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A Parallel Reform Discourse

Anne Feldhaus

Edited and Introduced by Meera Kosambi
Permanent Black, Delhi, 2012, pp. 373, Rs 795.00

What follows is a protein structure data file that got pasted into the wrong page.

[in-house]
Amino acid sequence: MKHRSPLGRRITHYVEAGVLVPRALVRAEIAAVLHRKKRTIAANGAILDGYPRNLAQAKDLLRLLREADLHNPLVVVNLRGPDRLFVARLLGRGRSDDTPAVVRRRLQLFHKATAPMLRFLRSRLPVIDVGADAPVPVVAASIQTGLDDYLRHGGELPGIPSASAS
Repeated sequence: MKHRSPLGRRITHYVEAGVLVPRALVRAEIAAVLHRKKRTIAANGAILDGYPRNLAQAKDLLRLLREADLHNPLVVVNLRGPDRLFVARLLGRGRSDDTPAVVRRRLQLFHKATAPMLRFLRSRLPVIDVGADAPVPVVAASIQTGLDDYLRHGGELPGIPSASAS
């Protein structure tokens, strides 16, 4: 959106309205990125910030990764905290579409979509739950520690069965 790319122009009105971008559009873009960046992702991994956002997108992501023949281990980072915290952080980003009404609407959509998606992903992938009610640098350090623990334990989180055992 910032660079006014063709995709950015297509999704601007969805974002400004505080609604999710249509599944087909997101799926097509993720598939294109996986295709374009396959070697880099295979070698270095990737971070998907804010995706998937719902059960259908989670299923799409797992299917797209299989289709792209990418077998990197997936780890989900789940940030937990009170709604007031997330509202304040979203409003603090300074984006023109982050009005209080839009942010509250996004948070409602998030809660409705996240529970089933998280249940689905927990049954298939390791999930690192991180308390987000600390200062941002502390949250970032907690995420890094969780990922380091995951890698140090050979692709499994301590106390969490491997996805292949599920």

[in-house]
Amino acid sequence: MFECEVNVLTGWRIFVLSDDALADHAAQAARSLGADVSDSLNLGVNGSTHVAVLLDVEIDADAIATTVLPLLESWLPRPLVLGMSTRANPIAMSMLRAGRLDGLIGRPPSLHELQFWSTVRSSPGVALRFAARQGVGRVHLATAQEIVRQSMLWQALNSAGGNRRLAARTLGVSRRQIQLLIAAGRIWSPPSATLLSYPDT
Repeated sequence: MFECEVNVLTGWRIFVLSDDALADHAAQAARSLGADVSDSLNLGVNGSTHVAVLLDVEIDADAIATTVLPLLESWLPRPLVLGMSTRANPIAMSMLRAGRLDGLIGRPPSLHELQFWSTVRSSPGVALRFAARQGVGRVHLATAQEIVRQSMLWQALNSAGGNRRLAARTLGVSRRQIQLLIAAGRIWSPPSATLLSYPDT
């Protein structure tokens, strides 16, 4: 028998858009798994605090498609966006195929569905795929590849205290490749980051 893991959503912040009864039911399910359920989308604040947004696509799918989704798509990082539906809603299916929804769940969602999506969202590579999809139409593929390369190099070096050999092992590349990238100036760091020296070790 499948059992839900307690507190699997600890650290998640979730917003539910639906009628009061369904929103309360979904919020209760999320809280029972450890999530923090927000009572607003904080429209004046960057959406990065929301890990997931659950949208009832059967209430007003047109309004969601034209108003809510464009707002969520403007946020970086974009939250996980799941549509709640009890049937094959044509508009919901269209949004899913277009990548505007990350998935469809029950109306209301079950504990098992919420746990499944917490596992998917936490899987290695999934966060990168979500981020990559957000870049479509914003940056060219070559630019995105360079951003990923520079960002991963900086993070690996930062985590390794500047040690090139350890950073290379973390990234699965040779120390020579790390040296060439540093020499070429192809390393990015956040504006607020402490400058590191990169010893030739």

Over the past two decades, Meera Kosambi has single-handedly done more than anyone else to open up the world of modern women Marathi writers to the English-reading public. Besides three books on the 19th century Maharashtrian brahmin woman who most famously converted to Christianity—Pandita Ramabai’s Feminist and Christian Conversions: Focus on Stree Dharma-neeti (1995), Pandita Ramabai Through Her Own Words: Selected Works (2000), and Pandita Ramabai’s American Encounter: The Peoples of the United States (1889) (2003)—Kosambi has published numerous essays on early women writers in Marathi (some of the essays are included in her 2007 volume Crossing Thresholds: Feminist Essays in Social History) and a book on Kashibai Kanitkar: (Feminist Vision or ‘Treason Against Men’? Kashibai Kanitkar and the Engendering of Marathi Literature, 2008). In addition, Kosambi’s book devoted solely to the 20th century Gandhian writer Prema Kantakis due to appear shortly (Mahatma Gandhi and Prema Kantak: Exploring a Relationship, Exploring History, forthcoming 2013). Crowning all these efforts, and broader than them in its scope, the present volume contains translations, summaries, and analyses of Marathi short stories and novels written by six women authors between 1886 and 1942.   The book begins with a thorough introduction to the six authors, to the political- and social-historical context within which they wrote, and to the Marathi literary currents (not only the ‘malestream’ but also writings by other women not included in the present volume) into which their writings entered. All of the selections in the volume have to do with relationships between women and men, most often within the family and in relation to marriage. Taken together, these selections support Kosambi’s contention that, in pre-Independence Maharashtra, fiction (and other writing) was a ‘parallel reform discourse’ that women could engage in, even though men were still the ones who decided what social reforms would be most beneficial for women.   The first two novels presented in the book (in abridged form) were written by Kashibai Kanitkar (1861-1948). Kosambi classifies Kanitkar’s writings as examples of ‘reformist social realism’, a genre to which both male and female writers contributed. As Kosambi points out, in the first of the excerpted novels, Rangarao (1886-1903), ‘Kashibai functions as a surrogate male reformist novelist’ (p. 43) who even has a male as the title character of her book. The second Kanitkar novel Kosambi excerpts here, Palkhila Gonda (1913-1928), includes what she describes as the first Marathi utopia: a kingdom ruled by a woman in ...

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